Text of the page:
Frank Griswold of Chicago Elected 25th Presiding Bishop of the Episcopal Church

Episcopal News Service. August 6, 1997 [97-1902]

Mike Barwell, Communications Director of the Diocese of Southern Ohio, James Solheim, Director of News and Information for the Episcopal Church

(ENS) Pledging to be "a presiding bishop who belongs to all," Bishop Frank Tracy Griswold In of the Diocese of Chicago will lead the 2.4 million member Episcopal Church into the 21st century.

Griswold was elected the 25th presiding bishop July 21 by 214 bishops gathered at historic Christ Church in Philadelphia, where William White was elected first presiding bishop in 1789. He will assume the office January 1 as successor to Presiding Bishop Edmond Browning.

The election came on the third ballot when Griswold received 110 votes and Bishop Herbert Thompson Jr. of Southern Ohio received 96. For the first time, the vote tallies were announced before the House of Deputies was asked to assent, which they did with an overwhelmingly positive vote.

Escorted by the deputation from his diocese, Griswold greeted both houses in a joint session and drew on a quote from Roman Catholic bishop Helder Camara of South America: "The bishop belongs to all.... Let no one be alarmed if I am seen with compromised and dangerous people on the left or the right. Let no one bind me to a group. My door, my heart, must be open to everyone -- absolutely everyone."

Early reactions to election

Response to Griswold's election was swift and largely supportive. "I understand he's a great reconciler and I think that's what's needed at this time," said the Rev. Julia Phillips of the Diocese of the Central Gulf Coast.

"He will be able to dialogue with the conservative and liberal agendas," said the Rev. Dennis Nichols, of the Diocese of New Jersey.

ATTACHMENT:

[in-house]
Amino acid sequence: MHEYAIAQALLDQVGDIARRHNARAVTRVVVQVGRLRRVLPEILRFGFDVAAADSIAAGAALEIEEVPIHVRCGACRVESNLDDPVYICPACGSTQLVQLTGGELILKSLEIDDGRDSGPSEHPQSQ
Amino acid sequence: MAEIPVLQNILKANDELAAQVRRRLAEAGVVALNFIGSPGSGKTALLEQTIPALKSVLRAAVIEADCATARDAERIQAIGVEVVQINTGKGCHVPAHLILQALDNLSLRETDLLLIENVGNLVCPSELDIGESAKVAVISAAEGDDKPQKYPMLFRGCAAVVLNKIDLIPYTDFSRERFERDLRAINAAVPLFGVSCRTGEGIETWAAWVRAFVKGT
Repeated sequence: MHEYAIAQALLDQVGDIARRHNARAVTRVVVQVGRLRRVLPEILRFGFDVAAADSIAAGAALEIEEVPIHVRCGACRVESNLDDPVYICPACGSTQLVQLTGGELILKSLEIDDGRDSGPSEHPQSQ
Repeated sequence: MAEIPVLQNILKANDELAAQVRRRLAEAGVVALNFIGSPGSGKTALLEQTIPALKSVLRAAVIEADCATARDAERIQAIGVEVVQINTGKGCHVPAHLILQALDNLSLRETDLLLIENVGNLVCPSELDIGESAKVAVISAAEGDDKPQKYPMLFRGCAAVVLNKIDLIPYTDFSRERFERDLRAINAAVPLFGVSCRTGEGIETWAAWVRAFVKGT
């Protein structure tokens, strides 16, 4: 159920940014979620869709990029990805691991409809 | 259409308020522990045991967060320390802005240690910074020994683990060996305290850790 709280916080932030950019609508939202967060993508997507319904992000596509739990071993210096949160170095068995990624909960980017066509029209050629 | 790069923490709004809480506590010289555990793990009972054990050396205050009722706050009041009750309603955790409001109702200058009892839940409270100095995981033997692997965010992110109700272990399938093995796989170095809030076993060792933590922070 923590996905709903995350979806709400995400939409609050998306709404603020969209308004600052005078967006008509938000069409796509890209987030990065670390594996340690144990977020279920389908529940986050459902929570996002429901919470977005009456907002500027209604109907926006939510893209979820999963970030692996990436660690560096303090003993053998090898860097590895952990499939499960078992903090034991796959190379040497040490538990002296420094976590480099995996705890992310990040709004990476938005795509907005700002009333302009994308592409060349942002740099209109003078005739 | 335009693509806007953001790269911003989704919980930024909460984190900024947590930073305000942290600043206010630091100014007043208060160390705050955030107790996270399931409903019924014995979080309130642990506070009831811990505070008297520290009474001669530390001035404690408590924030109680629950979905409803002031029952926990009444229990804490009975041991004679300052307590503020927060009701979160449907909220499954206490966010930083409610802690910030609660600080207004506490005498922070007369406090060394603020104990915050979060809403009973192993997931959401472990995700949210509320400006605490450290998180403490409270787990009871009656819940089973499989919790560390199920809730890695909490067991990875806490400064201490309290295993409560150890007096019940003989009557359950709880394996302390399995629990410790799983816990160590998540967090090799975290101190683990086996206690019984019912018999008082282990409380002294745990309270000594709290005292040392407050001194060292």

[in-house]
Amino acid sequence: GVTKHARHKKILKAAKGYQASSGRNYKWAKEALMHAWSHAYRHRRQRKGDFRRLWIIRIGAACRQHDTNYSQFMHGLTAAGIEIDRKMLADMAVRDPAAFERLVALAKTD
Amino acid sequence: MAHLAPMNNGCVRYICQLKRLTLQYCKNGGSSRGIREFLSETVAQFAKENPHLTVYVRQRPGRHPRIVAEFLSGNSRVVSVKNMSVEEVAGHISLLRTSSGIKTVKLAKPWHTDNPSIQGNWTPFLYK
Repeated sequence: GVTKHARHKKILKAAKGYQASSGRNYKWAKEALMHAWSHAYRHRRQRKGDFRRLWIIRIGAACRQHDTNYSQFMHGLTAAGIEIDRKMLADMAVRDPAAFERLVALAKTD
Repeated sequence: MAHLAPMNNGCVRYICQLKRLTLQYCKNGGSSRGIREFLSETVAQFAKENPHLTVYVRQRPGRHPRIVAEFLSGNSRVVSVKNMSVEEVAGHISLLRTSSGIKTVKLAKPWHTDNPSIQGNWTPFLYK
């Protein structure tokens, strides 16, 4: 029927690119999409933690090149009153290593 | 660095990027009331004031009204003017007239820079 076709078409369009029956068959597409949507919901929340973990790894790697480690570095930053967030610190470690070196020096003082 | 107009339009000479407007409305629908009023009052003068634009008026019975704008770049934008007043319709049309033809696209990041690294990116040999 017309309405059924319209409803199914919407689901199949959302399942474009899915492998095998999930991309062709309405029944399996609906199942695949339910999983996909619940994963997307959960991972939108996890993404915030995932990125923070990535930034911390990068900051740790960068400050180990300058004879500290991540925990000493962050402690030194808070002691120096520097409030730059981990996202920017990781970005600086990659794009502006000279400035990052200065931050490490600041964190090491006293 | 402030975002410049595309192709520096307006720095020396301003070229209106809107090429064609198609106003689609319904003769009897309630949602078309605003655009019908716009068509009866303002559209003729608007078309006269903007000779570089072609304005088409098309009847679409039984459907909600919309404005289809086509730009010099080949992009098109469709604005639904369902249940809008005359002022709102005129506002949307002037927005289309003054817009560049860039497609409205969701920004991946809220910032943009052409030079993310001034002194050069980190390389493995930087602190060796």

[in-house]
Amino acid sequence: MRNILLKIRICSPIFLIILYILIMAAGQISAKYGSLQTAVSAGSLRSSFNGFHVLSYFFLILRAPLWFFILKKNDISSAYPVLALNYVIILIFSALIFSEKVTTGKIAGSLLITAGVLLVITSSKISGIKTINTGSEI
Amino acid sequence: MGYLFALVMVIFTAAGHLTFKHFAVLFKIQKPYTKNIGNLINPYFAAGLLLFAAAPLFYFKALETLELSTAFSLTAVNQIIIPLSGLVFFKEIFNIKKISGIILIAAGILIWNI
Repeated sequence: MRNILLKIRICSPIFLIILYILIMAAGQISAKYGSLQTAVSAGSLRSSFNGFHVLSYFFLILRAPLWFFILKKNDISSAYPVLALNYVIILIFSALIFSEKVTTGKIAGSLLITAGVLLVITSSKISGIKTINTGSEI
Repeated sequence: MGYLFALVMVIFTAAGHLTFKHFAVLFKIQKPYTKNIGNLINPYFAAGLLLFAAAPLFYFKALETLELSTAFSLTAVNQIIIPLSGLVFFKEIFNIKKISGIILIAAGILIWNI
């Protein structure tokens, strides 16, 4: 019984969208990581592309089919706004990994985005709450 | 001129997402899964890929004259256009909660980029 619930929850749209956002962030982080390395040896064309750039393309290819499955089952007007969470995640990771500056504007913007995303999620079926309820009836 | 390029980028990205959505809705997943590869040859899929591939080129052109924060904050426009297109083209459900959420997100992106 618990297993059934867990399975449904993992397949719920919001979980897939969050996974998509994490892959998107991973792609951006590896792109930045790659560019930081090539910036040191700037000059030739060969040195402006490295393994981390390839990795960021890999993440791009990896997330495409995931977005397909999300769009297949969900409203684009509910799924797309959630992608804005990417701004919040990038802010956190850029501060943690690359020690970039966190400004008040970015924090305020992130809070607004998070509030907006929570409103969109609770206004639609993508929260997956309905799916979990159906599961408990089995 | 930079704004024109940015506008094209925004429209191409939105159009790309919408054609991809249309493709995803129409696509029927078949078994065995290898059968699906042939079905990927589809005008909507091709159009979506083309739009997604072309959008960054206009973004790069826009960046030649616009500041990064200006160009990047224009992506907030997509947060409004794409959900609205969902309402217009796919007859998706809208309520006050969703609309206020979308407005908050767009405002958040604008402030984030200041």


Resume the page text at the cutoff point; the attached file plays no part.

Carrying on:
The Rev. Dane Bragg, of the Diocese of Southern Virginia, agreed, suggesting Griswold "will continue Bishop Browning's legacy of inclusiveness."

"I think all of us who have worked for him feel that we're giving a great gift to the Episcopal Church, but it's a sacrificial gift," said Phoebe Pettingell of Wisconsin, who served three years with Griswold on the Standing Liturgical Commission.

"He's somebody who is able to convey such a vision to everyone that you feel that you are working for love and you feel that you're inspired with a vision of God's kingdom," Pettingell said. "There's no question in my mind that he's the person who can give this church the vision that can remind us that we're in Christ and that whatever differences that we have, we're united in the work that we do to be Christ's hands in the world."

Griswold also was credited by many for his strong ecumenical work with Roman Catholic dialogues, ongoing leadership in conversations with the Russian Orthodox Church, and with the Evangelical Lutheran Church in America, which is based in Chicago.

Katie Sherrod from Forth Worth, vice president of the Episcopal Women's Caucus, said, "I think he will continue the philosophy that there are no outcasts in this church." She called him someone capable of providing the "kind of balance that is sorely needed in the church."

Hope for healing wounds

Conservatives in the church also responded quickly with expressions of support and hope for the future. Yet some adopted a "wait and see" attitude.

Bishop John Howe of the Diocese of Central Florida said Griswold "is an extremely gracious leader within the church and an accomplished bishop, and I wish him well." He pointed out that in the House of Bishops "the vote on virtually all of the hot-button issues before this convention reveals an almost equal split," including the election.

Griswold has "as his first order of business," Howe said, "reaching out to those on the other side of the great divide. If he does not do that, it is hard to see how these two constituencies will continue under one roof."

Some traditionalists expressed hope that Griswold would heal wounds from the past. Diane Knippers, president of the Institute on Religion and Democracy and a member of the board of the American Anglican Congress (AAC), an umbrella organization pulling together many of the conservative organizations in the church, said in a press release: "We pledge to encourage and assist Bishop Griswold in the much-needed efforts to restore godly civility and common decency to the Episcopal Church."